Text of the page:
Electrical engineering is one of the popular choices after 12th in India. However, due to the problems of core engineering jobs in India, a good majority of Indian B.Tech graduates either switch to software/IT jobs or opt to study abroad. Without any doubt, the US offers a wide variety of choices in terms of universities and specializations at the graduate level along with cutting-edge research opportunities and job prospects after graduation. When it comes to admissions in the USA, GPA is unarguably one of the most critical factors. In this post, we will look at Harish’s story of getting MS admits from four top-50 engineering schools in the US despite an average GPA.
Harish had a pretty decent GRE score of 319 (Q – 165, V – 154, AWA – 3.5). But, his GPA was 7.6 (till 6th semester; at the time of application), which was a kind of average; and he is not from an IIT or NIT. However, he attended the College of Engineering (Guindy), Anna University, which falls among the top private universities in India.
He wanted to pursue a graduate program in the USA at the interface of Electrical and Computer Science engineering and his areas of interest were Robotics, IoT, AI, Embedded Systems, and Computational Intelligence.
Artificial intelligence (AI), IoT and automation are arguably the most exciting and complex areas in the applied field of robotics. So, getting into such a competitive field is not a mean feat at all.
Harish was pretty strong at coding. He had undergone two internships, including one international one in Taiwan. He had completed quite a few relevant online courses and projects as well. All he needed were a few external perspectives to present his application in a better manner.
Harish had initially opted for a one-on-one (online) counselling session with Ramdas Sunder in September 2019. Later, he signed up for a personalized university shortlisting package and eventually upgraded to our end-to-end guidance package for 5 universities.
Harish worked with me on his MS applications – CV, LoR and SoP reviews/editing; and received admits from Arizona State University (Robotics), North Carolina State University (Electrical & Computer Science Engineering), the University of Texas at Dallas (Computer Engineering), and Northeastern University (Electrical-Computer Engineering); he had one rejection from the University of Colorado Boulder.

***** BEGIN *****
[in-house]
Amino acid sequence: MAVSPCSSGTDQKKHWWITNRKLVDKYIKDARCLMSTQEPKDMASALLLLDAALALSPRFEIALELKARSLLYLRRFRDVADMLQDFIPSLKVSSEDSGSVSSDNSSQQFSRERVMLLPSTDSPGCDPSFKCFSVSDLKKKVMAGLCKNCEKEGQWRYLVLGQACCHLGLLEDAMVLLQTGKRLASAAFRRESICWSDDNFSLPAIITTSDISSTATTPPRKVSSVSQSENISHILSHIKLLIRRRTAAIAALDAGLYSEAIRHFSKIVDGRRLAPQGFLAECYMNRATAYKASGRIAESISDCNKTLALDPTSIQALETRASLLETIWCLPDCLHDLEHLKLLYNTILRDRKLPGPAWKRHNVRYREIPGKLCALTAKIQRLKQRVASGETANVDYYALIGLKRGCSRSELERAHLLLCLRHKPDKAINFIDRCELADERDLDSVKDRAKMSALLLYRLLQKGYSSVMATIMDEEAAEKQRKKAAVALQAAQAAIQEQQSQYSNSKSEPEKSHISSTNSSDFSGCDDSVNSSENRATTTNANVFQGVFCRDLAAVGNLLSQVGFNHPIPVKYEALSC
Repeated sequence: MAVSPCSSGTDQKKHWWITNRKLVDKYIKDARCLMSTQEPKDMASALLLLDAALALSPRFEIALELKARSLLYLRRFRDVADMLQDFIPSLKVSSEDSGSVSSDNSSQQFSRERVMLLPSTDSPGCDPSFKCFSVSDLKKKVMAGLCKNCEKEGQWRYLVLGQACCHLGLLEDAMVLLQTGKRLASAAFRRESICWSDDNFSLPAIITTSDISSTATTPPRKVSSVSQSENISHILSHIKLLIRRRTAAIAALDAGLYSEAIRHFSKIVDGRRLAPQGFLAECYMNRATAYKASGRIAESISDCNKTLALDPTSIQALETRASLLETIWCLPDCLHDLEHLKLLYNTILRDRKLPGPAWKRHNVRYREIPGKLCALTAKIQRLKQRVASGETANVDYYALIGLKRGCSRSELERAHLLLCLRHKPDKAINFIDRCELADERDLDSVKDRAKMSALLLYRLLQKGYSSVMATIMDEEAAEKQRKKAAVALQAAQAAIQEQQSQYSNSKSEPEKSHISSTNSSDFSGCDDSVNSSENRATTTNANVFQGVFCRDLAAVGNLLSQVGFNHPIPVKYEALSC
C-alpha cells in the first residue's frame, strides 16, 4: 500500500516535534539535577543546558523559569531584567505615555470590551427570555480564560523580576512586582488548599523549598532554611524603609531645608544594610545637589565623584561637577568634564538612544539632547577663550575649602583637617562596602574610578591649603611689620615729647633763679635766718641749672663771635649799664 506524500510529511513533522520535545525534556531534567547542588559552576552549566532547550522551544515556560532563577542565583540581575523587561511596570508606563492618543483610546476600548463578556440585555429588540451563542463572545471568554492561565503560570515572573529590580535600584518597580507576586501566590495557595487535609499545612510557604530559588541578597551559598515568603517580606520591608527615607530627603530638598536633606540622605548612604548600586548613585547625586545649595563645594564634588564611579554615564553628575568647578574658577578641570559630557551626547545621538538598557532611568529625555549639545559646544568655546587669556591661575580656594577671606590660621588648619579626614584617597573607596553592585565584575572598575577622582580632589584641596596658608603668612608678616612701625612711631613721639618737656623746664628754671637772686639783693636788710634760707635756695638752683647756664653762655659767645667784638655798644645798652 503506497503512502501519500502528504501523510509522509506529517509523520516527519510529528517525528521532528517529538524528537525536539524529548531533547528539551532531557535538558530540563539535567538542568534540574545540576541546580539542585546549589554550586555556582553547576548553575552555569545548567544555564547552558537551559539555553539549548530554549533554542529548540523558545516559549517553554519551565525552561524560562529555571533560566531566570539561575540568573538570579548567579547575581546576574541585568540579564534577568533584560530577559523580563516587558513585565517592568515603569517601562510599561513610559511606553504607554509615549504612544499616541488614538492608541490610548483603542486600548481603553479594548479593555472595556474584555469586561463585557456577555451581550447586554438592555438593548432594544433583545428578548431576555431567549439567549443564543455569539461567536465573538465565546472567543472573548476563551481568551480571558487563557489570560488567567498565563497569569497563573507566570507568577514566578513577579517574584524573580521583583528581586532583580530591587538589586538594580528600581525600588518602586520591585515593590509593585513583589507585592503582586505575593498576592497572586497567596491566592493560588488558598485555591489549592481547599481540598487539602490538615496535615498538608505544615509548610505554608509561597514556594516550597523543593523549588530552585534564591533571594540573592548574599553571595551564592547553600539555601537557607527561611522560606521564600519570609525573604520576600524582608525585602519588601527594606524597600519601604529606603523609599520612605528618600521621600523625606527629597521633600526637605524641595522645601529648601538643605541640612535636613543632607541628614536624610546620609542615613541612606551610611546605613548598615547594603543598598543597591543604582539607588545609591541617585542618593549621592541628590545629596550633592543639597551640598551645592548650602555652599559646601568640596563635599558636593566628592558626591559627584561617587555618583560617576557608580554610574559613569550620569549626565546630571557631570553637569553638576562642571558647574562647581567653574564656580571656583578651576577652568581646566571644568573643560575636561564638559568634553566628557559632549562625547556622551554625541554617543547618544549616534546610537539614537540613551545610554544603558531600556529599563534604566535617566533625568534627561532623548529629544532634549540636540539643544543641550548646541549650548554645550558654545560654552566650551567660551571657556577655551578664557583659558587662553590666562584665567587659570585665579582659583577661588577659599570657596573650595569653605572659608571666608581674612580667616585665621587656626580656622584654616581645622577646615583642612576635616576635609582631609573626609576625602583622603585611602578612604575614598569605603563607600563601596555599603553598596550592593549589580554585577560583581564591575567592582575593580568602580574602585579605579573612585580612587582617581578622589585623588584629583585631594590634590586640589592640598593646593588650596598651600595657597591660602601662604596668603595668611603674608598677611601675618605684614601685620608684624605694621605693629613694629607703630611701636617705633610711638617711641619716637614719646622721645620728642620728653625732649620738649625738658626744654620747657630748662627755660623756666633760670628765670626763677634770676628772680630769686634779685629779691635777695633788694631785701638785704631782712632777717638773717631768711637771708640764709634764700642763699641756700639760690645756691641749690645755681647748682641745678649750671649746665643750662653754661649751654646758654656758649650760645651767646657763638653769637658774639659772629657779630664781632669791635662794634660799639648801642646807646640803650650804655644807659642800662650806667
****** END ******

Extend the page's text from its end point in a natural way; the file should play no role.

Here is Harish’s feedback on Stoodnt’s MS admissions consulting services.
MS Electrical Engineering Admits at ASU, NCSU, UTD, NEU with Average GPA
Feedback by Harish KP on MS Admissions Counselling Services
1. What made you contact Stoodnt in the first place (for a 1:1 session)? How was your experience with Ramdas Sunder during the 1:1 session?
2. How did the 1:1 session help you to make a decision for the next steps?
3. What’s your feedback on the Personalized University List?
4. Could you please tell us a little bit about your GRE preparation? Would you like to share any advice for future GRE takers?
5. You could have worked on SoP/applications on your own. Why did you think that you need professional SOP services?
6. How did you find the SoP services (brainstorming process, reviews & editing)?
7. We didn’t write your SoP, LoR or CV. We helped you with the draft and helped you to present your application in a better way. Did you find the process useful?
8. Stoodnt’s admissions consulting fee is not among the most expensive ones in the market, but not too cheap as well. Did you find worth it?
9. Quite often MS applicants are students or working professionals and busy with their normal activities (studies, exams or jobs). So, they need flexibility (from the consultant) to work on their applications. How was your experience with Stoodnt?
10. According to you, what’s the advantage of working with independent admission consultants (like Ramdas or myself) over traditional study abroad agencies (or agents)?
The main advantages of working with independent and professional admissions consultants are having trust and transparency, which are not always there with the traditional study-abroad agents. More often than not, they work in favor of the universities and don’t work in the best interest of the students.
11. The whole process has been delivered remotely? There was no face-to-face interaction. Did you face any problem? How was the overall experience with the remote admissions consulting service?
12. Any advice that you would like to share with the future applicants; especially the folks who might be confused – whether to work with an admission consultant or not?
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